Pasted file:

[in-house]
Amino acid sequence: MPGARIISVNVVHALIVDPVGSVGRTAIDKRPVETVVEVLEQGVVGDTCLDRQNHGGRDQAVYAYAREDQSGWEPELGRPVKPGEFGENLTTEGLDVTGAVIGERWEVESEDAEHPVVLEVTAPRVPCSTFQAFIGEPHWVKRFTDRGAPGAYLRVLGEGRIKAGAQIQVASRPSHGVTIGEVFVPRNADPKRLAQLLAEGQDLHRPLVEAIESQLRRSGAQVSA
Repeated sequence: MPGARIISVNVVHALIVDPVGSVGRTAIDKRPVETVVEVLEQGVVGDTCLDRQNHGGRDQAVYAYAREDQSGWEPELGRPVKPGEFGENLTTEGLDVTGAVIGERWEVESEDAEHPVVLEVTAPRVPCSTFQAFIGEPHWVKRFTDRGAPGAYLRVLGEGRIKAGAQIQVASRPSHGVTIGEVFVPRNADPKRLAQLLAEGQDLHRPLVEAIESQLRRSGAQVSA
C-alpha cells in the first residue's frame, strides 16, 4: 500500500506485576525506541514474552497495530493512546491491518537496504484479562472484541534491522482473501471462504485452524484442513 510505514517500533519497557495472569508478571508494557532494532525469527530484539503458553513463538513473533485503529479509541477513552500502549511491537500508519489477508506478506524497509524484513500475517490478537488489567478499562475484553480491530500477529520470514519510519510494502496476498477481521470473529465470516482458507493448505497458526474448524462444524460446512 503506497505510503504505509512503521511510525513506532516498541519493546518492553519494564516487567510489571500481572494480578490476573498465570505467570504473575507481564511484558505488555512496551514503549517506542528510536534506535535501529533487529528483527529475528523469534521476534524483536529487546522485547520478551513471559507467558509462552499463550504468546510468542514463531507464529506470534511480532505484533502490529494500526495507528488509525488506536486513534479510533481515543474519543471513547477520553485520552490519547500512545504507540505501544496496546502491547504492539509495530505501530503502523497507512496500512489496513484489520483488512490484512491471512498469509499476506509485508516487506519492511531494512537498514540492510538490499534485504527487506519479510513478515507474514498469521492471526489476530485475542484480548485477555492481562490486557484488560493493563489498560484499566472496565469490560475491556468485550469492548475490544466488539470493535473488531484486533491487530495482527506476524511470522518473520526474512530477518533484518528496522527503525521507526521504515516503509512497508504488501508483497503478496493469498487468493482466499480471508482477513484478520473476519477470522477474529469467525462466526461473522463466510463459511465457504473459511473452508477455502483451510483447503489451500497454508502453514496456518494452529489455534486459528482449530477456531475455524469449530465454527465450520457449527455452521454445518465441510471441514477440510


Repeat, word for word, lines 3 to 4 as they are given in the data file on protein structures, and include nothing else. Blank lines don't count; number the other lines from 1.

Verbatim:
Repeated sequence: MPGARIISVNVVHALIVDPVGSVGRTAIDKRPVETVVEVLEQGVVGDTCLDRQNHGGRDQAVYAYAREDQSGWEPELGRPVKPGEFGENLTTEGLDVTGAVIGERWEVESEDAEHPVVLEVTAPRVPCSTFQAFIGEPHWVKRFTDRGAPGAYLRVLGEGRIKAGAQIQVASRPSHGVTIGEVFVPRNADPKRLAQLLAEGQDLHRPLVEAIESQLRRSGAQVSA
C-alpha cells in the first residue's frame, strides 16, 4: 500500500506485576525506541514474552497495530493512546491491518537496504484479562472484541534491522482473501471462504485452524484442513 510505514517500533519497557495472569508478571508494557532494532525469527530484539503458553513463538513473533485503529479509541477513552500502549511491537500508519489477508506478506524497509524484513500475517490478537488489567478499562475484553480491530500477529520470514519510519510494502496476498477481521470473529465470516482458507493448505497458526474448524462444524460446512 503506497505510503504505509512503521511510525513506532516498541519493546518492553519494564516487567510489571500481572494480578490476573498465570505467570504473575507481564511484558505488555512496551514503549517506542528510536534506535535501529533487529528483527529475528523469534521476534524483536529487546522485547520478551513471559507467558509462552499463550504468546510468542514463531507464529506470534511480532505484533502490529494500526495507528488509525488506536486513534479510533481515543474519543471513547477520553485520552490519547500512545504507540505501544496496546502491547504492539509495530505501530503502523497507512496500512489496513484489520483488512490484512491471512498469509499476506509485508516487506519492511531494512537498514540492510538490499534485504527487506519479510513478515507474514498469521492471526489476530485475542484480548485477555492481562490486557484488560493493563489498560484499566472496565469490560475491556468485550469492548475490544466488539470493535473488531484486533491487530495482527506476524511470522518473520526474512530477518533484518528496522527503525521507526521504515516503509512497508504488501508483497503478496493469498487468493482466499480471508482477513484478520473476519477470522477474529469467525462466526461473522463466510463459511465457504473459511473452508477455502483451510483447503489451500497454508502453514496456518494452529489455534486459528482449530477456531475455524469449530465454527465450520457449527455452521454445518465441510471441514477440510